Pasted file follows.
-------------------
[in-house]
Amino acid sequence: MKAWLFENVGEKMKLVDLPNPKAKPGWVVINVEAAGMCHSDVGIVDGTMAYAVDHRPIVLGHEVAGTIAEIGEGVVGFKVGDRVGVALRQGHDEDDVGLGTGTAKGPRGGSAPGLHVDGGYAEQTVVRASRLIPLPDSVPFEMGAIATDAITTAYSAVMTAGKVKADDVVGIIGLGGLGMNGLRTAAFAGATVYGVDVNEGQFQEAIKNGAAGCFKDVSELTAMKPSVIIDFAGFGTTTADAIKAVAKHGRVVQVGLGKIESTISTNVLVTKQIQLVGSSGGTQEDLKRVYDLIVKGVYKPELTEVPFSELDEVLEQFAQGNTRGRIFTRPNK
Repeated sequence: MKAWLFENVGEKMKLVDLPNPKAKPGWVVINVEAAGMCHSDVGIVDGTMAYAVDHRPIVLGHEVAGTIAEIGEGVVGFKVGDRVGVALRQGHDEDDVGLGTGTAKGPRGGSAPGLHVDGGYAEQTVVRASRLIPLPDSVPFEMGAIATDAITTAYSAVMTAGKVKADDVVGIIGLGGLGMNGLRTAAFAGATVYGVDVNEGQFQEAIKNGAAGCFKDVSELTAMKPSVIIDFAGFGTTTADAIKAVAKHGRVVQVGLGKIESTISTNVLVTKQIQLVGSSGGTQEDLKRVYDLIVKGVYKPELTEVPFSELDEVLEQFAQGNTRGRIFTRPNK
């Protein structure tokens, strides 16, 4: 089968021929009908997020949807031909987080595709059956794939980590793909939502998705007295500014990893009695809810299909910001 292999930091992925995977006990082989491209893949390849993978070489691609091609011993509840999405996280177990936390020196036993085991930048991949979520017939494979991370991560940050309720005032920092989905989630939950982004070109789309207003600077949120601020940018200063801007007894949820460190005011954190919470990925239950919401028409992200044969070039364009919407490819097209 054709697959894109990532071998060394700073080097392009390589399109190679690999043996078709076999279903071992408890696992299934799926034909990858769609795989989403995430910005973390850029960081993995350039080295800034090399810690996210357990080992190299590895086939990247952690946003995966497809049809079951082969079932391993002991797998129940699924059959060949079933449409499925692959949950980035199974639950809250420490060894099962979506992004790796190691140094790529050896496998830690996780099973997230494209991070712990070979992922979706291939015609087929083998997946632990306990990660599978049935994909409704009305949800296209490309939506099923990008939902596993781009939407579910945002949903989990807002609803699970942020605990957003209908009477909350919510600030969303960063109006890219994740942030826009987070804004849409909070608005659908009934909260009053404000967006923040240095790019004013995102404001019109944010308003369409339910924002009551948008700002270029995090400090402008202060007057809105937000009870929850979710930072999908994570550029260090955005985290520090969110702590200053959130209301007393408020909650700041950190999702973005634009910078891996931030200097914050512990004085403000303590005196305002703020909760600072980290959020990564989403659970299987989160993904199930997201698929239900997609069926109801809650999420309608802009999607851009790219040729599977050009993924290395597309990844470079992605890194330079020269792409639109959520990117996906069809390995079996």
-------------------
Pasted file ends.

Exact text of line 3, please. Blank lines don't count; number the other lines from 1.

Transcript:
Repeated sequence: MKAWLFENVGEKMKLVDLPNPKAKPGWVVINVEAAGMCHSDVGIVDGTMAYAVDHRPIVLGHEVAGTIAEIGEGVVGFKVGDRVGVALRQGHDEDDVGLGTGTAKGPRGGSAPGLHVDGGYAEQTVVRASRLIPLPDSVPFEMGAIATDAITTAYSAVMTAGKVKADDVVGIIGLGGLGMNGLRTAAFAGATVYGVDVNEGQFQEAIKNGAAGCFKDVSELTAMKPSVIIDFAGFGTTTADAIKAVAKHGRVVQVGLGKIESTISTNVLVTKQIQLVGSSGGTQEDLKRVYDLIVKGVYKPELTEVPFSELDEVLEQFAQGNTRGRIFTRPNK